Rear Axle & Driveline: Rear axle and driveline hardware? No big deal, right? Wrong. In a Stocker, if you want to fly, you have to really think about unsprung weight and rotational weight. Yours truly (and friends) have done substantial testing on the effects of removing weight from driveline components. Everything from lightweight axles to metal matrix (aluminum composite) driveshafts have been tested. The conclusion? The less weight you have to turn (from a rotating component perspective), the quicker the car will be. It’s also interesting to note that a car with lightweight driveline hardware also repeats with more accuracy than one with heavyweight pieces.

On a similar note, if you can take weight out of any piece in the driveline which is unsprung (which includes the tires, wheels, brakes, rear axle and half the weight of the suspension links, drive shaft, springs and shocks) when compared to sprung weight (the rest of the car), the car will hook better. Why? Simple. Less unsprung weight makes life far easier on the shocks (remember – anything you can do to make the shocks more efficient makes for better traction).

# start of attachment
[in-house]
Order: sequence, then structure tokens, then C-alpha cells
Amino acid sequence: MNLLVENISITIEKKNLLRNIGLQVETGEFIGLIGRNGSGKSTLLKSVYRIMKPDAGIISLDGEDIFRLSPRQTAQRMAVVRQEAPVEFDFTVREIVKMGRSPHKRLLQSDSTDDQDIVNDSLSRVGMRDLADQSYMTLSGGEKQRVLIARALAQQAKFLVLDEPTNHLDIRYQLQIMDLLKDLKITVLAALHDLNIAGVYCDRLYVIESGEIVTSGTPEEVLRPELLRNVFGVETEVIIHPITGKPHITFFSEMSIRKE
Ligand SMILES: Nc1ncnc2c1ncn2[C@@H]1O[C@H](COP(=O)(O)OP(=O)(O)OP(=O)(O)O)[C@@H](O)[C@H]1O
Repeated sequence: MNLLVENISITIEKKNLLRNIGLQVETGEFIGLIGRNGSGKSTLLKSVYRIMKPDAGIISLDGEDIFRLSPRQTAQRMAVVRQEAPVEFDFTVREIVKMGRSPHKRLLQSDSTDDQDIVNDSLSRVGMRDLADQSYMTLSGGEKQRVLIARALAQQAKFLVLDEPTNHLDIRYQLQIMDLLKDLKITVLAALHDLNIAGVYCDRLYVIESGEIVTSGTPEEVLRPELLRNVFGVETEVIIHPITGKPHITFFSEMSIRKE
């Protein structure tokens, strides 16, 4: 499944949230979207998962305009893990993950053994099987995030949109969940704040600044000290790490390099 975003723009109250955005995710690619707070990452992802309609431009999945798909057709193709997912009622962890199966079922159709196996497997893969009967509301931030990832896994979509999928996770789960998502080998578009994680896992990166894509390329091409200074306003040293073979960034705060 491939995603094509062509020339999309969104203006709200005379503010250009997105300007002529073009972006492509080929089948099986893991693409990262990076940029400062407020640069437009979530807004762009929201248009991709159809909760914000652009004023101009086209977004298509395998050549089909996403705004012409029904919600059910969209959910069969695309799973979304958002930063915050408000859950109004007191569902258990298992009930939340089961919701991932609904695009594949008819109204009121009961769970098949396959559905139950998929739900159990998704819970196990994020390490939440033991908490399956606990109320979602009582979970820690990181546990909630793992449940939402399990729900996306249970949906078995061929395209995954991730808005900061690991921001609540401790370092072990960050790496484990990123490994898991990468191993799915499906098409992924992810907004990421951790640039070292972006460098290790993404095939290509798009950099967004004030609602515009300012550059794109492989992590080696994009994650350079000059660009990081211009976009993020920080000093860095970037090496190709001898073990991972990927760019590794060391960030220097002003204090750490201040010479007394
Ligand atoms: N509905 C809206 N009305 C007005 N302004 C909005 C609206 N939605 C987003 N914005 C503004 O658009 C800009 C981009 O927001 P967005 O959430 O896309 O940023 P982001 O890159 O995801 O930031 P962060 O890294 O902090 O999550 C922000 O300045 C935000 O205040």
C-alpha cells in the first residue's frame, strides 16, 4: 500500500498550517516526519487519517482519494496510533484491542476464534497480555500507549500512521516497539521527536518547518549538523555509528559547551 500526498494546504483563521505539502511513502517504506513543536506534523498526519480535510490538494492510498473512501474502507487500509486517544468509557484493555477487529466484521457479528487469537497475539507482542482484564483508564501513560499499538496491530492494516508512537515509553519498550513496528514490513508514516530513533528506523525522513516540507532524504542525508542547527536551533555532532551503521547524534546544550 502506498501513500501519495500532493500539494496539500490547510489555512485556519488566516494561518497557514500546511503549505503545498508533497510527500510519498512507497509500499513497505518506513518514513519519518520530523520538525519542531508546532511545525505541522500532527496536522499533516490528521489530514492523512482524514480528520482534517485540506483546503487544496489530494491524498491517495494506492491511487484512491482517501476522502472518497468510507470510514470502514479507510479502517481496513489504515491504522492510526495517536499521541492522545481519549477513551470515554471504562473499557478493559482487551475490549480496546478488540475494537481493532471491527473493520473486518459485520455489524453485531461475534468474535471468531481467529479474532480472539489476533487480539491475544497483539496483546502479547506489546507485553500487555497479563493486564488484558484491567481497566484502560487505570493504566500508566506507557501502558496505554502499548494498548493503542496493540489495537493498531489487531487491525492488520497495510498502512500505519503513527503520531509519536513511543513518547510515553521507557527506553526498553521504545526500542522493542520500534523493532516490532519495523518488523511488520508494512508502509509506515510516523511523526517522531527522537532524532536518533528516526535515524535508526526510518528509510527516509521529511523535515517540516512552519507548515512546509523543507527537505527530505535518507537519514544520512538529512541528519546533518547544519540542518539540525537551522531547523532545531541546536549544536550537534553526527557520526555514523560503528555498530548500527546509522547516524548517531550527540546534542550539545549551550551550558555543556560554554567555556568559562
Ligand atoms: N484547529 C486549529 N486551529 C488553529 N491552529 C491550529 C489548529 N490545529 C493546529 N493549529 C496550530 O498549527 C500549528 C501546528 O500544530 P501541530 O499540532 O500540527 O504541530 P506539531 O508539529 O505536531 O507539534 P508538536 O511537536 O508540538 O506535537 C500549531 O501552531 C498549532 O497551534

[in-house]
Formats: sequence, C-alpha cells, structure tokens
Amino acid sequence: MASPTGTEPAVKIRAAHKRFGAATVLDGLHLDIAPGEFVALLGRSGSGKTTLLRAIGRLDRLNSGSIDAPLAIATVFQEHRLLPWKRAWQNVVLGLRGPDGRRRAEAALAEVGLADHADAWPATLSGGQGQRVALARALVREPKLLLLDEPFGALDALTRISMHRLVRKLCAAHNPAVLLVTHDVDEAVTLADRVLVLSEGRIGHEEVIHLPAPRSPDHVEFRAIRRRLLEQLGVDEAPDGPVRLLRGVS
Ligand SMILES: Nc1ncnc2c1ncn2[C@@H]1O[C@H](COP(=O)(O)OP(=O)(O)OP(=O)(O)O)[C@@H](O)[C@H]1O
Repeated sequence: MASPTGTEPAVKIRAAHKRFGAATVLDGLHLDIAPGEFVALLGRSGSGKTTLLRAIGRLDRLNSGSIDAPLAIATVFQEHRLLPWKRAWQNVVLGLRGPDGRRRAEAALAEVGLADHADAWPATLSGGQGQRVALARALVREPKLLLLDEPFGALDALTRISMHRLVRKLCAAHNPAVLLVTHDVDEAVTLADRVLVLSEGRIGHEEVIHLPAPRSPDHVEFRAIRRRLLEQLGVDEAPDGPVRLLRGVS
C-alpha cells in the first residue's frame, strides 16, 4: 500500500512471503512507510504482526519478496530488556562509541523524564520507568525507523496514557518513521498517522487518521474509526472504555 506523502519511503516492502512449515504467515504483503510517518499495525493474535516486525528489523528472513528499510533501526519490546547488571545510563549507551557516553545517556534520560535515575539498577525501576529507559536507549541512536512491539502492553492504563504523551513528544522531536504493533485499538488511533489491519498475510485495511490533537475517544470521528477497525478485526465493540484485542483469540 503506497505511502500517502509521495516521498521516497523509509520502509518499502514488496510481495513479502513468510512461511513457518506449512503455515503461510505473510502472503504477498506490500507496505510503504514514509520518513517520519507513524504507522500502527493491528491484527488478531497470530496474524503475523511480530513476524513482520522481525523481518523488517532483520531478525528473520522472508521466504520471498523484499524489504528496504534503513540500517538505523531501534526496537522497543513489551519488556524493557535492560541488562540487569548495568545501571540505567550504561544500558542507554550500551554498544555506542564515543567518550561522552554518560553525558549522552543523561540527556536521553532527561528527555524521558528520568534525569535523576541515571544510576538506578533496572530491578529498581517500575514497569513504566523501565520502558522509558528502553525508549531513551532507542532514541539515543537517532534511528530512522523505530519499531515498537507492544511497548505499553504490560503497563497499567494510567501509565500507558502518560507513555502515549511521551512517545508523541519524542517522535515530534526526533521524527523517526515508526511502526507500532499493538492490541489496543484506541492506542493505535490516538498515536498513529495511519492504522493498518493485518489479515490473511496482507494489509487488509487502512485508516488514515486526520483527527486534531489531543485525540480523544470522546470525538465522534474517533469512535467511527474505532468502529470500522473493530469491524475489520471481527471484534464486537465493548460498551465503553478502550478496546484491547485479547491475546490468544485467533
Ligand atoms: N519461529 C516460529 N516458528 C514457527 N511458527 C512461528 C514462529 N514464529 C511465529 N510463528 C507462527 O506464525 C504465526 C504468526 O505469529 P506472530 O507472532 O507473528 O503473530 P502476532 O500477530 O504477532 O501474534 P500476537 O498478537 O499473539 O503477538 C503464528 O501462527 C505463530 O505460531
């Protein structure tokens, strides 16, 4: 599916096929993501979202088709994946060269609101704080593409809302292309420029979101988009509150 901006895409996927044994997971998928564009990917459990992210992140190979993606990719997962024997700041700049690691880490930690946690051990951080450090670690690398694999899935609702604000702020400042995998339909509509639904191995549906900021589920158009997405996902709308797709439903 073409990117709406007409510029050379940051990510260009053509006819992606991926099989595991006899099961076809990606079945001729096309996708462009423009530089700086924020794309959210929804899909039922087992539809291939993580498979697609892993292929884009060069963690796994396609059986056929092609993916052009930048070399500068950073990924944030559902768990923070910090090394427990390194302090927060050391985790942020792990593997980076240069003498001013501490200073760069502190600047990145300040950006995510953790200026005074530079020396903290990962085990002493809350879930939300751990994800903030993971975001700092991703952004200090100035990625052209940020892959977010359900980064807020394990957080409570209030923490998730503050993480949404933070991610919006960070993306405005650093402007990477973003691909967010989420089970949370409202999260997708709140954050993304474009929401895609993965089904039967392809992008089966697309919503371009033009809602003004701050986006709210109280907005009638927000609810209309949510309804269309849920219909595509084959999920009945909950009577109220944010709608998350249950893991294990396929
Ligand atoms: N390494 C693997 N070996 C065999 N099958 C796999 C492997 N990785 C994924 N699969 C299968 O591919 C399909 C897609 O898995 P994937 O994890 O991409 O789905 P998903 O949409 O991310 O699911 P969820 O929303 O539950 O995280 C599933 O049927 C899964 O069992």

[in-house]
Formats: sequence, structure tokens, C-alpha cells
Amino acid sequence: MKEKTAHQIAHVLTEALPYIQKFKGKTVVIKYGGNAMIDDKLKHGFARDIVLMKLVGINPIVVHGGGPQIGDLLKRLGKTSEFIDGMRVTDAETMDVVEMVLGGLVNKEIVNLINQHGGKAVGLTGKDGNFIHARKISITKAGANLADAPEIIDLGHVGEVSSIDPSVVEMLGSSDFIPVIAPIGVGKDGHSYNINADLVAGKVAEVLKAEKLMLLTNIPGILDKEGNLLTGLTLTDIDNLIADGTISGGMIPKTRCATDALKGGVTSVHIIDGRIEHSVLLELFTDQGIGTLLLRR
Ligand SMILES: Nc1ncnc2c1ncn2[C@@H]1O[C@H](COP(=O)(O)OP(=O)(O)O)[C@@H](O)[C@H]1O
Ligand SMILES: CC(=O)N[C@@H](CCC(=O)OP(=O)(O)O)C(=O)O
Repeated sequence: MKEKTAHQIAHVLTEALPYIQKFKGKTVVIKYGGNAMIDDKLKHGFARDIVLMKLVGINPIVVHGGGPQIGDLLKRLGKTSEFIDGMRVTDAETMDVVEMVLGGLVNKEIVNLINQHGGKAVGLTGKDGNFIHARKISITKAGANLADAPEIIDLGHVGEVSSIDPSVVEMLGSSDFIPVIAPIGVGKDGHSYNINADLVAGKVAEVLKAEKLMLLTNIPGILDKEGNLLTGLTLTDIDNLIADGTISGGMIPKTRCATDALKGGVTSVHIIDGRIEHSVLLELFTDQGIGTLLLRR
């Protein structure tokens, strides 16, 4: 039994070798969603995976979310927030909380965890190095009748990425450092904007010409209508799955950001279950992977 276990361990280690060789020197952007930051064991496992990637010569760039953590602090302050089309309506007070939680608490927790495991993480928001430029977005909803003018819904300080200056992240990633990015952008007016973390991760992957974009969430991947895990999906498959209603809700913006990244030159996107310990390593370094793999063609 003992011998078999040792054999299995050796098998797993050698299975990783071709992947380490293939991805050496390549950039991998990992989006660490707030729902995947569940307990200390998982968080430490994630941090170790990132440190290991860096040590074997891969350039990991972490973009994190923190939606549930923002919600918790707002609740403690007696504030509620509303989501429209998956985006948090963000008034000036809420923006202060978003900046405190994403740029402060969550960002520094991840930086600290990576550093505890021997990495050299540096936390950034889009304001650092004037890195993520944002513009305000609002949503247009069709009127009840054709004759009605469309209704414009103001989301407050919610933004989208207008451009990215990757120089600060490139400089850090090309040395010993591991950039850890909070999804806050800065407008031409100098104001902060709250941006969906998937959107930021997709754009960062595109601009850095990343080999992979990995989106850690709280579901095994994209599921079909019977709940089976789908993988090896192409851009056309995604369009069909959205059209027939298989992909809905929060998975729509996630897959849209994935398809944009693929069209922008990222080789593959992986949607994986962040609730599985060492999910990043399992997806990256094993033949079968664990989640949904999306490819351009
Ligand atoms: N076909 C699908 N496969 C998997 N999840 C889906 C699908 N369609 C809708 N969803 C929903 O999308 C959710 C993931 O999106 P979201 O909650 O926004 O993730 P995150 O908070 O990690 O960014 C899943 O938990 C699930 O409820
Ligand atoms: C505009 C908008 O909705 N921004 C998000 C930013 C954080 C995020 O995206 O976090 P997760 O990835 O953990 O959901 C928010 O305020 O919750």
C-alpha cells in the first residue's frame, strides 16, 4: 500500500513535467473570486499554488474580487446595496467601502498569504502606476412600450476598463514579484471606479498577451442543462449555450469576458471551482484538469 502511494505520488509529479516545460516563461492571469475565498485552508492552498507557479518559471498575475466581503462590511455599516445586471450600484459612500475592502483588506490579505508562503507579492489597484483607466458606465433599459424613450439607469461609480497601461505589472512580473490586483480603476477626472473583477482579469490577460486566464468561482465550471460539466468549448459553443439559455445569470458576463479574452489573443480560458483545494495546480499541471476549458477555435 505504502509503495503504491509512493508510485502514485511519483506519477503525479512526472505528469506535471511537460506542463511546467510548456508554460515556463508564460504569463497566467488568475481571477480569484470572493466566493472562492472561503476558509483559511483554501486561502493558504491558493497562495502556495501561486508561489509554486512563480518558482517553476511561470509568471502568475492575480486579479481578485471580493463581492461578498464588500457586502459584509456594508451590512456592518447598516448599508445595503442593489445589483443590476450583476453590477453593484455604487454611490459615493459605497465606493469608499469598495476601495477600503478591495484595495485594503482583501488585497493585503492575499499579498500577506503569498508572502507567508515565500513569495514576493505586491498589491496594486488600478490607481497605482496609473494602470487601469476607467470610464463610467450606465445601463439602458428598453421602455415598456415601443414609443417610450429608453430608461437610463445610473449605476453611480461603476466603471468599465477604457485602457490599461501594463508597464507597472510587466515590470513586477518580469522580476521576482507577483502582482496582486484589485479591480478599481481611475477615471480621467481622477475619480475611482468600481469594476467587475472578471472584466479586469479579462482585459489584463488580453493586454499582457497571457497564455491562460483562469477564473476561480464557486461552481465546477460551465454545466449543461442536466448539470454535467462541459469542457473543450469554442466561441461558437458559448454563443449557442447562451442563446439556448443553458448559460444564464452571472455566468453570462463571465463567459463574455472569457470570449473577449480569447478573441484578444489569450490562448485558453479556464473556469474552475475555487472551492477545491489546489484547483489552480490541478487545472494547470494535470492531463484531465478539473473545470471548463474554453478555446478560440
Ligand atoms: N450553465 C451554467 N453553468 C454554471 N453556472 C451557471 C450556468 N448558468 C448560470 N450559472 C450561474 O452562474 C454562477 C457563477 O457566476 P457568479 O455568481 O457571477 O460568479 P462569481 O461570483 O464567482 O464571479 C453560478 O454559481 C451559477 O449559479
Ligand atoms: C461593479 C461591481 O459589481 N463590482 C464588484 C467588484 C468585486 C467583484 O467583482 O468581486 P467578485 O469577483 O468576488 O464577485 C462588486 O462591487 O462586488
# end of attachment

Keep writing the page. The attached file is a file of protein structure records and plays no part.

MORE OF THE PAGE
What about reliability? It might be better than you think. Our old pal and chassis builder, Mike Pustelny (MPR, Almont, Michigan), has used Mark Williams aluminum spools, lightened ring gears and rifle drilled axles with lightened flanges for years on his old Super Stock cars. Even after a year of abuse, the axle splines in both the spool and on the axles look as good as the day they were installed. There’s no question Mark Williams pieces are top notch, but they’re also reliable and they fit. Which is no small dilemma when it comes to rear axle hardware.